I started clearing our small garden pond yesterday ready for winter. It’s full of plants and duckweed at the moment - and leaves from the enormous copper beech in the garden behind ours.
We’ve had overwintering frog tadpoles most years, this year I pond a number of newt tadpoles which is exciting but also a bit worrying - I’ve put back some of the some of the oxygenating plants (still loads in there) and left the rest on the side but the tadpoles seem at a very early stage of development.
Why are they so late and is there a chance they will overwinter?
I don't know about newts, but I noticed a few tadpoles still in our pond a few days ago. I've been told there are often a few who, for whatever reason, do not change into adults and will over-winter in the juvenile stage. I'm guessing it might be the same for newts... (and well done getting your pond cleared out... ours needs it, but it will have to wait until next autumn now!)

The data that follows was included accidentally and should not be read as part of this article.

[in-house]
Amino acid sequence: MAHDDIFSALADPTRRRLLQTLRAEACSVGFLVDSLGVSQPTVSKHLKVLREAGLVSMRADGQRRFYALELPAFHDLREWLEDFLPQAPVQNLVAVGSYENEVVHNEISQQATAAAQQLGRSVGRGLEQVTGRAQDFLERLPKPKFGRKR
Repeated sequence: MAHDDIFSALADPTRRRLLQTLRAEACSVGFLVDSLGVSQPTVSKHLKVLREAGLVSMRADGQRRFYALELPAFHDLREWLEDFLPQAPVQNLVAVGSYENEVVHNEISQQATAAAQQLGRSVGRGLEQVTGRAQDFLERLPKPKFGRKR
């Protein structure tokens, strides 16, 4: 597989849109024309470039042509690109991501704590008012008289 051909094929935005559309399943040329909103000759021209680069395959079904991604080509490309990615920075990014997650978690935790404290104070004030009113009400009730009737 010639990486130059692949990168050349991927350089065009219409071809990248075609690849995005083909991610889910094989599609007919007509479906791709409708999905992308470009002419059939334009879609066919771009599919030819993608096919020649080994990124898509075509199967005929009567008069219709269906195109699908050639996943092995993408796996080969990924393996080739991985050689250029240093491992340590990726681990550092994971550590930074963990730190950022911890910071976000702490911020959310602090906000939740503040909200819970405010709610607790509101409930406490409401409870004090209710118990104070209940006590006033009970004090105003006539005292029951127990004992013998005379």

I did find this information on the Froglife website...
"If you still notice newt larvae in the water late in the season then they could be suffering from delayed development. This is nothing to worry about, they will stay in the pond over the winter and develop next spring."
The site says they are able to hibernate at the bottom of the pond.
Hi Swllwmzn, See if you can dig a shallow hole about the size of a biscuit tin, put some small twigs into it and build some bigger twigs around and over the hole making a mound with a space inside cover with leaves and earth and leave a hole as an entrance, this photo of one will help you, this is more for adult newts to hibernate in. Duncan